In the United States, and indeed much of the Western World, ramen comes mostly in one variety: instant. Whether you get it in a cup or as a brick with a powdered packet of broth, what we often consider ramen is as nutritious as it is expensive. That said, we consider it something of an insult to what actual ramen is.
Real ramen noodles are thick, made with real ingredients and care. They take time, but what comes out is so much more than a soup. It’s a dish that is a favorite in Japan. This soup dish is made from Chinese-style wheat noodles served in a broth (usually dashi or chicken stock flavored with some soy or miso). It’s topped with some sliced meat (usually pork or beef), nori (dried seaweed), a hard (or medium) boiled egg, and green onions.
Keep reading below for our favorite homemade Ramen recipe…
Homemade Ramen Recipe
(makes 2 servings)
- 1 1/2 cups flour
- 2 eggs
- 1 1/2 teaspoons salt
- 2 tablespoons water
- 1 clove garlic, minced
- 1 teaspoon minced ginger
- 1 teaspoon sesame oil
- 2 cups chicken stock
- 1 cup dashi stock
- 1 tablespoon sake
- 1 teaspoon salt
- 1 teaspoon sugar
- 3 teaspoons soy sauce
- 1 hard boiled egg
- 2 green onions chopped
- 2 pork cutlets (or pork cheeks) pounded thin.
- Heat sesame oil in a medium saucepan.
- Saute ginger and garlic in the pan until fragrant, then lower the heat to medium.
- Add chicken stock and dashi stock, and bring to a boil.
- Add sugar, salt, sake, and soy sauce, then bring to a boil again. Set aside.
- In a separate saucepan, place an egg and cover with water. Heat on high until the water just start to boil. Remove the pan from the burner and cover the pan. Let sit for about 9 minutes.
- Cook the pork cutlets in a pan until fully cooked. Set aside.
- Meanwhile, ombine the dry ingredients of the noodles in a mixing bowl and form a cavity in the center.
- In a separate, small bowl beat the eggs and water together. Slowly pour the mixture into the center of the dry ingredients.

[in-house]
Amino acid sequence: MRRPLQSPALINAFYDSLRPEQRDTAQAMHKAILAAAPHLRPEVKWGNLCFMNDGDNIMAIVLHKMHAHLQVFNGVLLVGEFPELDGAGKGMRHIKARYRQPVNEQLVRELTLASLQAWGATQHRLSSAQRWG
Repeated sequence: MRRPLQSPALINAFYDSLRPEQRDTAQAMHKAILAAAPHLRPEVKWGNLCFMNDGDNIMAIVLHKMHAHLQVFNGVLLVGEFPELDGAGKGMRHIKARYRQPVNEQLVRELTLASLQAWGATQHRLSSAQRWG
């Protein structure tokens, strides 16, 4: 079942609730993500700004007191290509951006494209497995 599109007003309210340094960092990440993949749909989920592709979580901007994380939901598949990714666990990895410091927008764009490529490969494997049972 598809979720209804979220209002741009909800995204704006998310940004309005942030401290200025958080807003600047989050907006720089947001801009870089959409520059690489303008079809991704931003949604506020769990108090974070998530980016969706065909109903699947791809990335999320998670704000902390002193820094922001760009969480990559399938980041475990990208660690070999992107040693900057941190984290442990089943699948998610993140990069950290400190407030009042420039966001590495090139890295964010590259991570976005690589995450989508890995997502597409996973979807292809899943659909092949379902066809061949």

- Knead the mixture together by hand until a dough forms. It should be stiffer than bread dough. You will know the dough is ready when your hands are mostly clean and the dough doesn’t stick to your hand as much. If it’s too sticky, add flour. If it doesn’t stick at all, add a few drops of water at a time to find the right consistency. You should be able to lift your hand and the dough should fall off after about a second.
- Form the dough into a ball and wrap it in a clean, damp cloth. Let it sit for 30 minutes, or up to two hours. It should sit longer the dryer the air is.
- Cut the dough into two equal portions then place one portion on a well-floured workspace.
- Stretch the dough out with a floured rolling pin and stretch the dough out. You want it to be about 1mm in thickness. If the dough starts returning to its original shape, let it rest for a minute or two before stretching it back out.
- Spread flour liberally on the surface of the dough and on the work space, then fold the ramen over itself lengthwise twice.
- Use a knife to cut strips from the side of the dough to create long noodles. (The folds should be at the top and bottom and you should cut from the sides in.)
- Repeat this process with the second portion of dough. Unfold the noodles and toss them around a little to loosen them.
- Boil water, then lightly sprinkle the noodles into the water (don’t dump them. This should be a gentle process).
- Mix the noodles around with chopsticks as they cook, and boil them for about 4 minutes.
- Strain the noodles from the water.
- Divide the noodles between two bowls, and pour an even amount of the ramen stock between the two.
- Peel the hard boiled egg, cut in half, then place one half on each of the bowls.
- Add a portion of pork cutlets to each bowl, then sprinkle the bowls with the chopped green onions.
- Serve hot, and enjoy!
Recipe adapted from No RecipesSKM: below-content placeholder